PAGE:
In particular, he saw that a federal judiciary would be better able to ensure this consistency.[9] His concern was that the states would interpret treaties differently, depending on their own legal systems and their own interests, increasing the likelihood of conflict with a foreign nation. Under a strong national government, a single foreign policy could be implemented for all of the states.[10]

Federalist No. 3 established a clear objective for the government, describing safety as the first priority for a free people.[11] In particular, he worried of "dangers from foreign arms and influence."[5] As with his other essays in the Federalist Papers, Jay ended Federalist No. 3 with a warning to Americans. He warned about the power that larger nations such as Britain and Spain might exert over the states if they were to be divided. Jay's prominent involvement in American foreign policy point positioned him to have a broad understanding of foreign threats to the United States.[5]

Decision making

United States territory in 1789: the United States shared borders and disputed territory with the British Empire and the Spanish Empire.

Jay argued in Federalist No. 3 that limiting diplomatic powers to a national government with representatives from various states would prevent individual states from taking rash action based on their own involvement in a dispute. He was concerned that their own assessment of their best interest might provoke them to rash actions. Jay believed that a national government would be better equipped to handle foreign policy, in that its motives would not be clouded by direct involvement should conflicts arise between one of several of the states and a foreign power. It would would be better positioned to resolve conflict. Conversely, the motives of individual states risked war since in a dispute, they would not have the same incentives to prevent it.[8]

Jay emphasized the threat he perceived from those border states that were located in proximity with the British Empire, the Spanish Empire, and the Indigenous Nations. He feared that violent incidents on national borders could easily provoke war, arguing that the judgment of a national government was needed to prevent and address such incidents.[8] This position was consistent with the general distrust of state governments that would persist throughout the Federalist Papers.[6] State governments had already restricted the rights of British subjects and intruded on the territory of the Indigenous Nations in ways that could create conflict with these foreign nations. The constitution would give the federal government power to regulate such activity, effectively resolving diplomatic conflict of the states with foreign powers and with one another.[7]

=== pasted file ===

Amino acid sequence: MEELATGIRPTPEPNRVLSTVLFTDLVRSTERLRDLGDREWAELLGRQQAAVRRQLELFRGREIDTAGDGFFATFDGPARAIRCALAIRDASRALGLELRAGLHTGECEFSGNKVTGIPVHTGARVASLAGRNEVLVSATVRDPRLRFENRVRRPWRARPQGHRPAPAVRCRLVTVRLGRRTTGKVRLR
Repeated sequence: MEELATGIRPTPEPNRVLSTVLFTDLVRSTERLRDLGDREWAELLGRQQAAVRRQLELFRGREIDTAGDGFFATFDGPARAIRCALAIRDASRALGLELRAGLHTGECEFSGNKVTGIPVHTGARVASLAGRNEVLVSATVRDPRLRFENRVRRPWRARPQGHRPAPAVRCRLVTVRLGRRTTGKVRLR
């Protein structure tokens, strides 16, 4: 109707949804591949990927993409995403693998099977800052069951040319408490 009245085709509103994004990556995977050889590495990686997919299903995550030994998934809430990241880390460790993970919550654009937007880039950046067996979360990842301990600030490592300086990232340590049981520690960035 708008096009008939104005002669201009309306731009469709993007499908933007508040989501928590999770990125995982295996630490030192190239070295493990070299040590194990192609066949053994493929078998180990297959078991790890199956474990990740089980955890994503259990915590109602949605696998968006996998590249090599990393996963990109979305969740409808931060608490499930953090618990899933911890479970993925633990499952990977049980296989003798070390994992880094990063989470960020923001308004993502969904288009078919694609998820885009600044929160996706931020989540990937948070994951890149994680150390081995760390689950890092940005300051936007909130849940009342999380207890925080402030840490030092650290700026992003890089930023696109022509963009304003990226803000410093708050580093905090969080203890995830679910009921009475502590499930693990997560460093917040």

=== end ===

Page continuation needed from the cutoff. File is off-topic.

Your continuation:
Federalist No. 3 introduced a theme that would recur throughout the Federalist Papers, expressing the belief that the people of a nation will generally make reasoned decisions about their own government, but that this is sometimes interrupted by brief periods where popular opinion allows poor decisions to prevail. In this context, Jay doubted that popular will was capable of considering foreign policy issues, and he indicated that it would be better addressed by a professional class of diplomats. Jay also applied this contrast to the state governments, arguing that the federal government would be more reasoned in its approach, as it would consider the interest of all states and avoid irrational decisions propelled by the passion of a state's population.[10]

Legacy